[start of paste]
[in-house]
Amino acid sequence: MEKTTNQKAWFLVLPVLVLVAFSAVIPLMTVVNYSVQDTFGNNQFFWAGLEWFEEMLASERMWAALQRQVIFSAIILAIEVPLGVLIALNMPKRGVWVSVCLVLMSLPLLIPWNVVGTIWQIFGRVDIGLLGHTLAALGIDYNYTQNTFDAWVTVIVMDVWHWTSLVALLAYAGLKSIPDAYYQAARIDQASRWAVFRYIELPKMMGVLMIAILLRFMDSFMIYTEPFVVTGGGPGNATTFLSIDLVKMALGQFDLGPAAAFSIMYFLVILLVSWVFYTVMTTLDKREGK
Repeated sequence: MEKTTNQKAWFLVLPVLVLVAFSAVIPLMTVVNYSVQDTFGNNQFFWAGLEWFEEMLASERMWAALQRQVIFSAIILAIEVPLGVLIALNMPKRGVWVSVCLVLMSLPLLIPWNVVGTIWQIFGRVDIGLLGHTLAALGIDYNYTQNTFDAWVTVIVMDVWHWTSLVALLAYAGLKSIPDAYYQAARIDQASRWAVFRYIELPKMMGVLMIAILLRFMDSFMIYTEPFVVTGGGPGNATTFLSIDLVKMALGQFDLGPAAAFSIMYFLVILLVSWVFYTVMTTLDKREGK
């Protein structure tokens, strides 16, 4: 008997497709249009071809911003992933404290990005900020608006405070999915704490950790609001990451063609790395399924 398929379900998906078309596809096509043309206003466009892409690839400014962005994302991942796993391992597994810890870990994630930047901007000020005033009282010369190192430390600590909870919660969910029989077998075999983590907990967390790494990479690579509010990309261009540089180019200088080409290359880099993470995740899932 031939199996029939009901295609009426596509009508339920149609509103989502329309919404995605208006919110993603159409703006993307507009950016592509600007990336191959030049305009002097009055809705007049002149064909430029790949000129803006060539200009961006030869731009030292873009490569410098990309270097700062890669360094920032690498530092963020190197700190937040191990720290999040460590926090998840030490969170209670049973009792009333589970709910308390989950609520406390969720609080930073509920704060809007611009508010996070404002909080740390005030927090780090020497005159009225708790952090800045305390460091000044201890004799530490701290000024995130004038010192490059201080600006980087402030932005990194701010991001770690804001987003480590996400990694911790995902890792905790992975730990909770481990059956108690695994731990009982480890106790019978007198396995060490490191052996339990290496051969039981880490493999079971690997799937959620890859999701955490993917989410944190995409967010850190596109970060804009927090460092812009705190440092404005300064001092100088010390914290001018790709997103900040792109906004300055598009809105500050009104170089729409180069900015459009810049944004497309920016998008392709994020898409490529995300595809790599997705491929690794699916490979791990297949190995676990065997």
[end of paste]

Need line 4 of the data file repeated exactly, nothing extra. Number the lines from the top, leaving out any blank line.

């Protein structure tokens, strides 16, 4: 008997497709249009071809911003992933404290990005900020608006405070999915704490950790609001990451063609790395399924 398929379900998906078309596809096509043309206003466009892409690839400014962005994302991942796993391992597994810890870990994630930047901007000020005033009282010369190192430390600590909870919660969910029989077998075999983590907990967390790494990479690579509010990309261009540089180019200088080409290359880099993470995740899932 031939199996029939009901295609009426596509009508339920149609509103989502329309919404995605208006919110993603159409703006993307507009950016592509600007990336191959030049305009002097009055809705007049002149064909430029790949000129803006060539200009961006030869731009030292873009490569410098990309270097700062890669360094920032690498530092963020190197700190937040191990720290999040460590926090998840030490969170209670049973009792009333589970709910308390989950609520406390969720609080930073509920704060809007611009508010996070404002909080740390005030927090780090020497005159009225708790952090800045305390460091000044201890004799530490701290000024995130004038010192490059201080600006980087402030932005990194701010991001770690804001987003480590996400990694911790995902890792905790992975730990909770481990059956108690695994731990009982480890106790019978007198396995060490490191052996339990290496051969039981880490493999079971690997799937959620890859999701955490993917989410944190995409967010850190596109970060804009927090460092812009705190440092404005300064001092100088010390914290001018790709997103900040792109906004300055598009809105500050009104170089729409180069900015459009810049944004497309920016998008392709994020898409490529995300595809790599997705491929690794699916490979791990297949190995676990065997």